Live Music Gradually Returns to the Live Music Capital of the World
By Ashley Miznazi
Reporting Texas TV
AUSTIN, Texas — Venues and musicians are fighting to maintain Austin’s reputation as the Live Music Capital of the World. However, while the lights turned off, bills did not stop and venues struggled to make rent.
Red River Street hosts the largest cluster of live music venues in the city and is known as a cultural tourism destination. Red River Cultural District Director Cody Cowan said Austin has about 50 full-time venues and only enough city government funding for half of them.
“We’ve been told to shut down for a year so all staff is gone. Some people will be coming back, some people won’t. The need is still pretty great,” Cowan said.
The City of Austin deployed four signature programs to try to sustain the music community, totaling over $6 million. Cowan said this money went to most businesses’ rent.
“We’re doing the very best we can to distribute money equitably, to distribute money to those who need it most,” said Stephanie Bergara, City of Austin Artists and Industry Development.
Last Thursday, Senator John Cornyn joined leaders from the local music industry at Antone’s to highlight applications opening for a $16.2 billion SBA Shuttered Venue Operators relief grant.
One advocate of the grant is Austin-based lawyer Rebecca Reynolds, who works on crafting policy at the city, state, and federal levels to help stabilize the music industry. She began working on the federal bill at the start of the pandemic and celebrated the application opening at Antone’s with Senator Cornyn.
“It’s been a long, hard road. Now we have this federal grant money and I think people are finally starting to believe that we’re all going to be OK and they’re going to make it through,” Reynolds said.
One of the business owners who applied for federal grant funding is Dave Machinist, owner of the Empire Control Room and Garage on East Seventh Street. Machinist said he’s been doing everything under the sun to raise money this year, including curbside and membership services.
“It didn’t stop the bleeding. So we were applying for grants and holding on to as many of our staff as we could,” Machinist said.
“Our money was so low we couldn’t afford to be closed anymore and decided to reopen in our socially distant concert on a grid model.”
He and other Red River Culture District business owners signed a pledge called “Safe in Sound” to follow CDC guidelines with reopening. Cowan modeled the pledge after the safety guidelines music industry leaders set in Tampa, Florida called Safe and Sound.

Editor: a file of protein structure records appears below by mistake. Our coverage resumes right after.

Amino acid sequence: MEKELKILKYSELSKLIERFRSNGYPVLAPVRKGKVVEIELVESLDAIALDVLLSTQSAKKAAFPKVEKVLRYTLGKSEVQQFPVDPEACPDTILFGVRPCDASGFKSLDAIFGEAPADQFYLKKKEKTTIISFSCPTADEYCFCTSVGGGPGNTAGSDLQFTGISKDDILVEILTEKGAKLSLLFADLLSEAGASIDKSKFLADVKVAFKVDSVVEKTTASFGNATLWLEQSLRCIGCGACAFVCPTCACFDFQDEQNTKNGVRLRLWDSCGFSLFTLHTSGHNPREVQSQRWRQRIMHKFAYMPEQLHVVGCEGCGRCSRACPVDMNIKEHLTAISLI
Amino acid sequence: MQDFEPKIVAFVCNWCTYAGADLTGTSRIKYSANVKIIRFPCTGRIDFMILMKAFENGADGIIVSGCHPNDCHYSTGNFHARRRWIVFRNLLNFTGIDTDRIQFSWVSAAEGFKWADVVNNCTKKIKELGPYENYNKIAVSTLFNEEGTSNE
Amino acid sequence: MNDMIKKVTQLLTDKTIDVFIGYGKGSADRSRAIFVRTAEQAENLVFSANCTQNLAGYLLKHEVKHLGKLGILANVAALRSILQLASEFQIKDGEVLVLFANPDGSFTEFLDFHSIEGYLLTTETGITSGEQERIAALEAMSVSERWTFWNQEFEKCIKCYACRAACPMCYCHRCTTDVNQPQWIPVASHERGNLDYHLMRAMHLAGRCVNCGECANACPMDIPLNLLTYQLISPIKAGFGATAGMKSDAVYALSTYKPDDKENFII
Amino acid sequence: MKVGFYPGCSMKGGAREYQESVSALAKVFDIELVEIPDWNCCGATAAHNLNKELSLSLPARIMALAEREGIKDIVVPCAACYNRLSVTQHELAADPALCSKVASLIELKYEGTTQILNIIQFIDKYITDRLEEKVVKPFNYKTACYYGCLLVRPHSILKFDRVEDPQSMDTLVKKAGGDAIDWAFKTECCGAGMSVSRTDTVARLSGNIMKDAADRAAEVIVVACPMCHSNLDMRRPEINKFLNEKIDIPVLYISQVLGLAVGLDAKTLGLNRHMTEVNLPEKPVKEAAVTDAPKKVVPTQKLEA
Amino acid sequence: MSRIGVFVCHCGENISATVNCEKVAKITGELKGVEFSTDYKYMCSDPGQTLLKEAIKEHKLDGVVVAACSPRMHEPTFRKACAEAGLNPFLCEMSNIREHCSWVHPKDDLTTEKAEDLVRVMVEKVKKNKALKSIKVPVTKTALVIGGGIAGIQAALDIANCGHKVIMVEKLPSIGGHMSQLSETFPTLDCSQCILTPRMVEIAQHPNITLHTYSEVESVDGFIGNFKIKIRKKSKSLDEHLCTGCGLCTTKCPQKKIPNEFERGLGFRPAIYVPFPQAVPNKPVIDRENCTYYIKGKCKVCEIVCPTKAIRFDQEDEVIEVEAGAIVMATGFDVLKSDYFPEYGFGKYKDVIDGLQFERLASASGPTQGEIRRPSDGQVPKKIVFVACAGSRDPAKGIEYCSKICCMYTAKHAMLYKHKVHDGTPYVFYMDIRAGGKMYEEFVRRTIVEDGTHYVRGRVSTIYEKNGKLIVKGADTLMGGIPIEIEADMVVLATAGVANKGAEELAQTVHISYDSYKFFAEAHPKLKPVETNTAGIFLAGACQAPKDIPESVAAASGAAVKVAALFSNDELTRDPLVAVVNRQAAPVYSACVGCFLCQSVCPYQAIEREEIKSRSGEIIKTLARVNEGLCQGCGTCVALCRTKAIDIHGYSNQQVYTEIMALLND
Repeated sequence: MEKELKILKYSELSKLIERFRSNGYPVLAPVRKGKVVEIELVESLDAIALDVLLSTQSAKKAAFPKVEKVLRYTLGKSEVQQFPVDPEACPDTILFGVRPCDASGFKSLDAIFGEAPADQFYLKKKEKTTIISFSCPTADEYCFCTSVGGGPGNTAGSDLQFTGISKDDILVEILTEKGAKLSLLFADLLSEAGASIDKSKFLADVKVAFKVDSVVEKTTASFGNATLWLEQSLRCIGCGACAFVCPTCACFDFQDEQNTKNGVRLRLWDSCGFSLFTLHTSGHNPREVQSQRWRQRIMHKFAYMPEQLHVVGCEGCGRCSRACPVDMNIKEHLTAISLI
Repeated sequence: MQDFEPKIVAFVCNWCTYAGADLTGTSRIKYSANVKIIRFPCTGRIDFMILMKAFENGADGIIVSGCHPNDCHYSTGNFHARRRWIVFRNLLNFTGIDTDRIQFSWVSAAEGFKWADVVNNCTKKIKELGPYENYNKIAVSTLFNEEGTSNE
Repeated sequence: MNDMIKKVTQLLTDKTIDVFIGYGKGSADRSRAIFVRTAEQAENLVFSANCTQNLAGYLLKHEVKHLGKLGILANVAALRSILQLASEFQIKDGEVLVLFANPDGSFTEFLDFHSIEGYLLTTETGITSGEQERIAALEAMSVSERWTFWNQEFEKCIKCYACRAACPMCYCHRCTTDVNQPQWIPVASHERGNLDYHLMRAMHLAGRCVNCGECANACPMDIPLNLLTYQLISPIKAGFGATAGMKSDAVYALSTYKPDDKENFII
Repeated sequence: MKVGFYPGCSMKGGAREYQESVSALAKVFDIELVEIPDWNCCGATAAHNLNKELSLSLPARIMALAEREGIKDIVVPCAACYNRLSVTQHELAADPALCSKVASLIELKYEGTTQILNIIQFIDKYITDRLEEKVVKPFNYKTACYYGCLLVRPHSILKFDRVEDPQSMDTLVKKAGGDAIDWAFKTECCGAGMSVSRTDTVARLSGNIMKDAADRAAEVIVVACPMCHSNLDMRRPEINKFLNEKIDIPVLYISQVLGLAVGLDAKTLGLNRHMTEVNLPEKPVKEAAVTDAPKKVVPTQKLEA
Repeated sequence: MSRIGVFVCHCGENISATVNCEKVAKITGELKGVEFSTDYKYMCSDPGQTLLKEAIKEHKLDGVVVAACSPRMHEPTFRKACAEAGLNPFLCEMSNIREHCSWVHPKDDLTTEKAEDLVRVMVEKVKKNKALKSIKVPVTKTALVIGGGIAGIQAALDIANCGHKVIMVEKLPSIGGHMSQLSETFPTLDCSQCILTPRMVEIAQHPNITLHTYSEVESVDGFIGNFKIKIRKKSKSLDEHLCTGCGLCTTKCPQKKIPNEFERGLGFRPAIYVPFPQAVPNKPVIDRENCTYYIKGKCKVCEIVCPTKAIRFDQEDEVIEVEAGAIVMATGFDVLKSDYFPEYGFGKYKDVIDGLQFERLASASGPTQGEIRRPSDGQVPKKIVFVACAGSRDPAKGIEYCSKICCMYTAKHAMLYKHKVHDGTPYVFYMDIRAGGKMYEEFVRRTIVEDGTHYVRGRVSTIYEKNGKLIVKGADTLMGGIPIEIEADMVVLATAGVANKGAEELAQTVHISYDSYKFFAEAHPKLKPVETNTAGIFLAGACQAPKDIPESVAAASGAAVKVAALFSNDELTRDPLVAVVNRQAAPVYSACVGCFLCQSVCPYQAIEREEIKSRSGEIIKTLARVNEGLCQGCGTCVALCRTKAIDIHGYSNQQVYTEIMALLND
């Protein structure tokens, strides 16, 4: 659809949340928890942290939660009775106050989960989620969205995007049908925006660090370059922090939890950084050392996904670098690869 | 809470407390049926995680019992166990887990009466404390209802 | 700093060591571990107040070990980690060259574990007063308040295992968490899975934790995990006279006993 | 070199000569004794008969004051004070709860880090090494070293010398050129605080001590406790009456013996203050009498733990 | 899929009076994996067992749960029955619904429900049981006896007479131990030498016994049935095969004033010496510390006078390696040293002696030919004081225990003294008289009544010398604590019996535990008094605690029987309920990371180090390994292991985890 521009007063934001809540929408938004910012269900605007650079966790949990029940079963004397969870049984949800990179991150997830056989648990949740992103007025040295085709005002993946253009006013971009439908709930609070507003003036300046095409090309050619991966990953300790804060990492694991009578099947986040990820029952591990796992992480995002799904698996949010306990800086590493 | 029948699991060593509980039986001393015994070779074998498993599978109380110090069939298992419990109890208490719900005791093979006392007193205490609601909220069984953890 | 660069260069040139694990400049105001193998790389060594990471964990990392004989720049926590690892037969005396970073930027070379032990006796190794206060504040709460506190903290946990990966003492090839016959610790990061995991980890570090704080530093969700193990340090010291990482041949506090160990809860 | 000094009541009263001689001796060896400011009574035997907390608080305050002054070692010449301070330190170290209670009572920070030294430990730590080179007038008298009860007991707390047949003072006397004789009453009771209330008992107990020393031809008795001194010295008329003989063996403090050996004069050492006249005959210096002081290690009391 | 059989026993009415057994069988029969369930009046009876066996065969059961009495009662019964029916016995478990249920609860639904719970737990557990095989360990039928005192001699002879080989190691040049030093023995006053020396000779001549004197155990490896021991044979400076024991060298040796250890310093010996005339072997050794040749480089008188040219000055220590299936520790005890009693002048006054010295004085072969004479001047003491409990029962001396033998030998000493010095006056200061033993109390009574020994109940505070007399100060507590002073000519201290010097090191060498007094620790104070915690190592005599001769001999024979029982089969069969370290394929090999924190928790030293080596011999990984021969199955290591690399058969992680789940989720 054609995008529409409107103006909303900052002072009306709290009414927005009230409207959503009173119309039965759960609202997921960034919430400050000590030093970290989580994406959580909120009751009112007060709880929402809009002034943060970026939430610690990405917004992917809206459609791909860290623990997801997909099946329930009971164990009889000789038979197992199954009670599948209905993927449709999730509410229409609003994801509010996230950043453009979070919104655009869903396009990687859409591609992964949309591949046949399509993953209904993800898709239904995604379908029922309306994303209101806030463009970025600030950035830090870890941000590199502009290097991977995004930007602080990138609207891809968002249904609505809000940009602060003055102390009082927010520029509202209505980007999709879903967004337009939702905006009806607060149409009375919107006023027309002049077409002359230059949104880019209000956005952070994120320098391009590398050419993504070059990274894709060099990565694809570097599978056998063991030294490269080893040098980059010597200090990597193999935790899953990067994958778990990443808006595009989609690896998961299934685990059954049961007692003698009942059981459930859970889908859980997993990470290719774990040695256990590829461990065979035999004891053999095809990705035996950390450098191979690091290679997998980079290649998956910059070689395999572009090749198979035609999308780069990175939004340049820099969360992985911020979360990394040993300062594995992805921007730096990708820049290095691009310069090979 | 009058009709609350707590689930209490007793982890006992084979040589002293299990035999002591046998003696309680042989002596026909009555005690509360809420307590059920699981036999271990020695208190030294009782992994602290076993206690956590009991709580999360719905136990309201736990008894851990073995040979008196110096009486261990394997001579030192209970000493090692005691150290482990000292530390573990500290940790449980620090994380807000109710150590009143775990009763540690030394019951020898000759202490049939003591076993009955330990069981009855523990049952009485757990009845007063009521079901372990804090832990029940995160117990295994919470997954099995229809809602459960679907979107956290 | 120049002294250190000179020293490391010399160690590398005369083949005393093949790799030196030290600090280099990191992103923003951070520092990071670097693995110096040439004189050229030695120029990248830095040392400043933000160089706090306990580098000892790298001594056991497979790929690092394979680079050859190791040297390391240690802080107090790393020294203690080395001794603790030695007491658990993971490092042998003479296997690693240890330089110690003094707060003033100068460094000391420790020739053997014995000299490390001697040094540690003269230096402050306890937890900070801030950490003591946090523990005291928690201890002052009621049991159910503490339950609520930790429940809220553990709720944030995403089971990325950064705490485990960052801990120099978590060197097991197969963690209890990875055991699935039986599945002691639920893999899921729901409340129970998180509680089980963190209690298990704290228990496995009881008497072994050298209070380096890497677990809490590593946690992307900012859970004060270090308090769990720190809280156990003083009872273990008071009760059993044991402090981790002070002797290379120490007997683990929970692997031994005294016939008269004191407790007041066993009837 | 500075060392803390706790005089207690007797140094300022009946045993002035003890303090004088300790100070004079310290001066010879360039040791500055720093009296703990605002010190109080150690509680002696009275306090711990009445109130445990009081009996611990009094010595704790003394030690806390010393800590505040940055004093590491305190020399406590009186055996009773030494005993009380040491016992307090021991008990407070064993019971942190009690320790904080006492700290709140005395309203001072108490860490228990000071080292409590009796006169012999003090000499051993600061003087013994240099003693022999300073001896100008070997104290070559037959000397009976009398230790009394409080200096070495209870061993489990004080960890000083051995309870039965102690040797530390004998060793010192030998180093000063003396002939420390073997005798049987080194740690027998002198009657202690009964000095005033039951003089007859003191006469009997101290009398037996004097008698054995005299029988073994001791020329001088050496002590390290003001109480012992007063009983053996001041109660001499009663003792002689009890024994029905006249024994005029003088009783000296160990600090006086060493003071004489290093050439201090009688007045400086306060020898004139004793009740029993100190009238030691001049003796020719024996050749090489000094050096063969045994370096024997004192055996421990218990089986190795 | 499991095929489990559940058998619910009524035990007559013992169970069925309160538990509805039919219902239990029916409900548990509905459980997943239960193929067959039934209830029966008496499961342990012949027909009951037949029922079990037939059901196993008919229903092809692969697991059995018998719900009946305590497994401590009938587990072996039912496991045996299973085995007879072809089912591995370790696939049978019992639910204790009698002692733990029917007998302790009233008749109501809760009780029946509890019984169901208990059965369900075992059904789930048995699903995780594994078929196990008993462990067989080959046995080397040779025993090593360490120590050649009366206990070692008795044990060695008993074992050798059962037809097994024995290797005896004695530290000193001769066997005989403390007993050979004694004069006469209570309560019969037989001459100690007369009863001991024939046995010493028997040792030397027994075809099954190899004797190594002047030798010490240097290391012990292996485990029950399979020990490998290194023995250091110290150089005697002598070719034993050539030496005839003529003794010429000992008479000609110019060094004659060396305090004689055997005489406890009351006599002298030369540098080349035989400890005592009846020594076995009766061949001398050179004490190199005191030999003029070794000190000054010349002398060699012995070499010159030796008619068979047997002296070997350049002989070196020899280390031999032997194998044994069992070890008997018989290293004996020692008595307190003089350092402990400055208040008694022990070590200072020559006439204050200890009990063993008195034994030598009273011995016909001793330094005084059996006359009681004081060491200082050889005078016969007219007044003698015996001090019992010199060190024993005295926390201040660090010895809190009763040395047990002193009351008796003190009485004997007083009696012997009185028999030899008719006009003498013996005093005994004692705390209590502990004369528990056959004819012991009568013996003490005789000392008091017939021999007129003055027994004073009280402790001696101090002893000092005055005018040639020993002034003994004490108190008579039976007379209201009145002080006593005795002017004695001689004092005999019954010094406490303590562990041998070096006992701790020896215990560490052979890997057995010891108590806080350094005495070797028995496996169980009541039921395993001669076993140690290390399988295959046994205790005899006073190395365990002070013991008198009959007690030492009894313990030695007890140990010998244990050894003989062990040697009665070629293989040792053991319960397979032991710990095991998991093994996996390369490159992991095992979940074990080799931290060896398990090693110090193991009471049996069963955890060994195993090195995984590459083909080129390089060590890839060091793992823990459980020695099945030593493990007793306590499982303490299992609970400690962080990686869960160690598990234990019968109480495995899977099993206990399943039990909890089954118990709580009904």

“The business reality is there are real consequences for not opening up at all, even if it doesn’t make for your heart. People have described they’re in a catastrophic amount of debt without any certainty that they have a way out of this, at least until the SPA money opens,” Cowan said.
Empire Control Room and Garage and 50 other venues joined the safety pledge. Machinist owns multiple venues but chose to only open Empire because of its outdoor option.
In addition to being outside, Empire has socially distanced seating, temperature checks, and hand sanitizer available. People are asked to put on masks when moving outside their table and order through a phone QR code as opposed to a bar.
The sold-out show Saturday night had 200 people in attendance. Tickets are sold on a grid system with 33 table options to purchase in “pod” sales. Before the pandemic, Empire Control Room and Garage could host more than 1,000 people.
Dr. Darlene Bhavnani, a University of Texas disease epidemiologist, said smaller crowds mixed with outdoor venues are “a little bit safer” because of the increased ventilation.
“When individuals might have to line up for a bathroom, for example, or head indoors for some sort of break or rest, or to buy a drink or get a bite to eat, I think in those situations it is a bit tricky,” Bhannani said.
“We want to try to maintain as much distancing as possible. I would also be looking for the use of masks in situations like that.”
Machinist said he has not had any COVID-19 outbreaks among employees since opening. In exchange for getting vaccinated, he’s offering his employees $50.
“So between now and June, we have a lot of work to do. Safe in Sound is about holding those reins back until it’s safe to do this stuff again, to have concerts without having to worry about social distancing,” Machinist said.